Biotope re-thinks environmental offsets
Interviewed by “La Lettre M”, Frédéric Melki, President of Biotope, and Anne-Lise Melki, Managing Director, reply in an interview for La Lettre M on the subject of offset by request versus offset by offer.
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The Biotope group in the Hérault (236 employees, head office in Mèze, turnover 23 M€), whose core business is ecological engineering, is to apply for a trademark before now and the year-end to revolutionise the environmental offset system in Occitanie and in France.
“That could be a national subsidiary with regional trademarks to be close as possible to field level”, Mr Frédéric Melki announced to La Lettre. For several months, the founding chairman and his wife, Anne-Lise, the managing director, have been holding many meetings with the Ministry for Ecological Transition, the DREAL (the regional environment directorate) and others. “We have partnered with working groups in which other consultancies and NGOs take part,” said Anne-Lise Melki.
Currently, offset is upon request, that is to say, on a case-by-case basis: a hectare here managed by an NGO, a hectare there managed by another, a private operator, whom investors with an ecological debt have to find simultaneously with the implementation of their project (business parks, campsites, etc.). What Biotope wants to do is to import the offset by offer model. In practical terms, the consultancy will ringfence a vast area of land to dedicate it to future offsets. “In terms of spatial planning, we have visibility over 15-20 years”, commented the director, specifying that the risk undertaken was shared with private and public investors.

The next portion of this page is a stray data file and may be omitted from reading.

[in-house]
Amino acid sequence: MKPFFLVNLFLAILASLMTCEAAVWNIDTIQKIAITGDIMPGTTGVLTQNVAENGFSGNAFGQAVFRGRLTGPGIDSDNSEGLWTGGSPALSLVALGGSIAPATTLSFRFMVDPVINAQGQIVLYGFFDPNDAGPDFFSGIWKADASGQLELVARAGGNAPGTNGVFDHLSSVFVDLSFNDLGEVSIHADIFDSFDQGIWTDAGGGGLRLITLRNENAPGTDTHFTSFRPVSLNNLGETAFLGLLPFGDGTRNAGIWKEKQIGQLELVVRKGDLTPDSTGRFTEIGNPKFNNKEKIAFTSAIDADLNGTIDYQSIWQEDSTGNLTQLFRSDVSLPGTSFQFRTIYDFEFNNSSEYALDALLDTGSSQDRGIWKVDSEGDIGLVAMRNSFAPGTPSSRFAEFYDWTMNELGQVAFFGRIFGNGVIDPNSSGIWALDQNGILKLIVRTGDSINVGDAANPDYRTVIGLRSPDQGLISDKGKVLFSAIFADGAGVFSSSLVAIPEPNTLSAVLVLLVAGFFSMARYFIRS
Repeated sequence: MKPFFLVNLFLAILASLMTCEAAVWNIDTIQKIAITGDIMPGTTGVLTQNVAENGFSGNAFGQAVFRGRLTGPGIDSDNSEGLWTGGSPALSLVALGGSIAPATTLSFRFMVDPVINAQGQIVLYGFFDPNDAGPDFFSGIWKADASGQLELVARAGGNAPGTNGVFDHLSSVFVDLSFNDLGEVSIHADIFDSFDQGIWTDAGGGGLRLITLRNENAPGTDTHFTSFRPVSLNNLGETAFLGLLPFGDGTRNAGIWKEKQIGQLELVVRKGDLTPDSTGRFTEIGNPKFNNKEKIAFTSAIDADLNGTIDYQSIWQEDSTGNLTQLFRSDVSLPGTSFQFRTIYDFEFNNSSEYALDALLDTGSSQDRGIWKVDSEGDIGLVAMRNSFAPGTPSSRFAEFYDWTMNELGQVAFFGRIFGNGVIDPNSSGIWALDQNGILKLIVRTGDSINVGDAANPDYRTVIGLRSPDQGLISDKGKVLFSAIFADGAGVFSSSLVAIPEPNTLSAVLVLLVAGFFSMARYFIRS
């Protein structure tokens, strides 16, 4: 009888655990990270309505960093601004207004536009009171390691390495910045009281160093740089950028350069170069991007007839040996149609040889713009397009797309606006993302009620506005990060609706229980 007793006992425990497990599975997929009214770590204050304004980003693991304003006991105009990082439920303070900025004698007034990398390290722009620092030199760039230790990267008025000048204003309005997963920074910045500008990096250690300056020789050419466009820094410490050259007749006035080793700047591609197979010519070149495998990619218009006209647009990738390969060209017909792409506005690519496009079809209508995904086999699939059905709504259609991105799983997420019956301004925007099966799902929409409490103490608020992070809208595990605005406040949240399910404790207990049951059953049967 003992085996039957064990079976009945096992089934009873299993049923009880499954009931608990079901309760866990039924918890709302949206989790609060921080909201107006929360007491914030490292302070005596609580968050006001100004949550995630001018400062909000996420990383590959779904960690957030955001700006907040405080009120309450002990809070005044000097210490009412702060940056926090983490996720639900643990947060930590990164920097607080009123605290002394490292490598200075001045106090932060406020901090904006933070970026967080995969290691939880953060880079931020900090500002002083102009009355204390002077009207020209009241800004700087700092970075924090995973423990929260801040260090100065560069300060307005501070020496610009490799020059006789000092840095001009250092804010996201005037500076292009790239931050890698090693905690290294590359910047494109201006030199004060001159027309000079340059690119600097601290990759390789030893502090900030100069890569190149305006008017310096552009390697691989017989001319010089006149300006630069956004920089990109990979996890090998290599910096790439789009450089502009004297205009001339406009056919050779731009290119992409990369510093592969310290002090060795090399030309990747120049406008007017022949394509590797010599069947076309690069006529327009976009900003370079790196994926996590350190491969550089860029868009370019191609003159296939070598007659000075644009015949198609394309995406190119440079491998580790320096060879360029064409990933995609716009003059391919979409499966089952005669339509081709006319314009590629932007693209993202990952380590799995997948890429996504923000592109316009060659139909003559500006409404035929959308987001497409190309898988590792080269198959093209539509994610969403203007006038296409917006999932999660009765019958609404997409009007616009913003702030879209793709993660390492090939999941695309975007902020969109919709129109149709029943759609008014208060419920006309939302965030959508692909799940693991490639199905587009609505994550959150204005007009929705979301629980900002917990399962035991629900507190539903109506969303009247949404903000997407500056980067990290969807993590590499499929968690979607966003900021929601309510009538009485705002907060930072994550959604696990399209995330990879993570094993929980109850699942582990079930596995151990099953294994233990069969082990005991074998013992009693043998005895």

While waiting for developers with an ecological debt to come calling, Biotope, as the orchestra conductor, is enhancing the offset natural site through a project company. Among its shareholders: the owner, the ecological engineering company which carries out the initial studies to obtain the approval, and other stakeholders, interested in the return on a long-term investment. That model also functions with a local authority which would retain ownership of the land that it would allocate to the offset of its own development projects.
According to Biotope, there are many advantages. For biodiversity: the land is enhanced before destruction takes place. For the developer: the gain of time for the preparation phase is estimated at between six months and a year. Finally, the public authorities supervise a single offset site of several dozen hectares, and no longer twenty confetti-sized pieces of one hectare, each managed by a different project leader.